The next ranking African country is Cameroon at 13th place overall - one silver and one bronze. Ghana, Mauritius and Zambia are tied for 20th place overall on the medals table, each with one bronze medal.

Twitter | Facebook | Instagram | Pinterest | Soundcloud | Mixcloud

Shujaa Misuli by Osborne Macharia.

Shujaa Misuli, meaning ‘muscle warriors’, is a photo project by Kenyan photographer Osborne Macharia that celebrates the diversity, dynamism and accomplishments of Kenyan athletes and sports heroes.

Click for descriptions and names of athletes.

Twitter | Facebook | Instagram | PinterestSoundcloud | Mixcloud

More African World Cup History Made As Algeria Defeat South Korea 4-2.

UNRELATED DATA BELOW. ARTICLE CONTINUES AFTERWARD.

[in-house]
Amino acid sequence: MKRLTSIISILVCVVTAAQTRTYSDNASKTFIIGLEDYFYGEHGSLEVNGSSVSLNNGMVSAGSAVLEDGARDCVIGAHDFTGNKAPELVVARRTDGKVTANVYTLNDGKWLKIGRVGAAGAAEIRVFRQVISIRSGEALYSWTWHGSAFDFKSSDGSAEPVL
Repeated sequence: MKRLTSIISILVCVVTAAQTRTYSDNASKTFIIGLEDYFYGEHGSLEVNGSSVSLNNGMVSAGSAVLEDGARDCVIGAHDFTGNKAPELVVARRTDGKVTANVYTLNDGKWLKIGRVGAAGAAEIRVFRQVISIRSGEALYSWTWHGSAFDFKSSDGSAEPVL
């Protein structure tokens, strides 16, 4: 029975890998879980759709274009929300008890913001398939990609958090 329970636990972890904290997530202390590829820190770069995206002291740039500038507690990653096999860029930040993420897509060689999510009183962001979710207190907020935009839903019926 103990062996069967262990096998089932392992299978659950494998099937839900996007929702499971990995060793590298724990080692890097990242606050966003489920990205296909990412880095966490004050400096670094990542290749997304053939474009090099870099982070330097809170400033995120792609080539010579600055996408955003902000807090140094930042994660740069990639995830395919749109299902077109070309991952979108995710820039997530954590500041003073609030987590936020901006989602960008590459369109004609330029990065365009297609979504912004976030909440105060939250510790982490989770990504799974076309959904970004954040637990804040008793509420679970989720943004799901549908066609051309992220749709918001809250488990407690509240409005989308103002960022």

Just when we though things couldn’t get better for Africa at the World Cup, Algeria played a phenomenal game against South Korea scoring a total of four goals - the most scored by any African team in one match at the World Cup ever.

Algeria have qualified four times for the World Cup, in 1982, 1986, 2010 and of course, 2014. During their World Cup debut in 1982, they caused  “one of the great World Cup upsets on the first day of the tournament with a 2–1 victory over reigning European Champions West Germany.” This was also the last victory Algeria saw at the World Cup, until today.

South Korea did put up a good fight scoring two goals in the second half after being down 3-0 at half time. South Korea’s worst loss in World Cup history was in 1954 where Hungary beat them 9-0.

Algeria only need one more point to qualify for the next round.

They face Russia on Thursday.

"Africa Day" at the World Cup - the most fruitful day for African teams in Brazil so far.

A lot of history was made between the two African teams that played back-to-back at the World Cup on Saturday.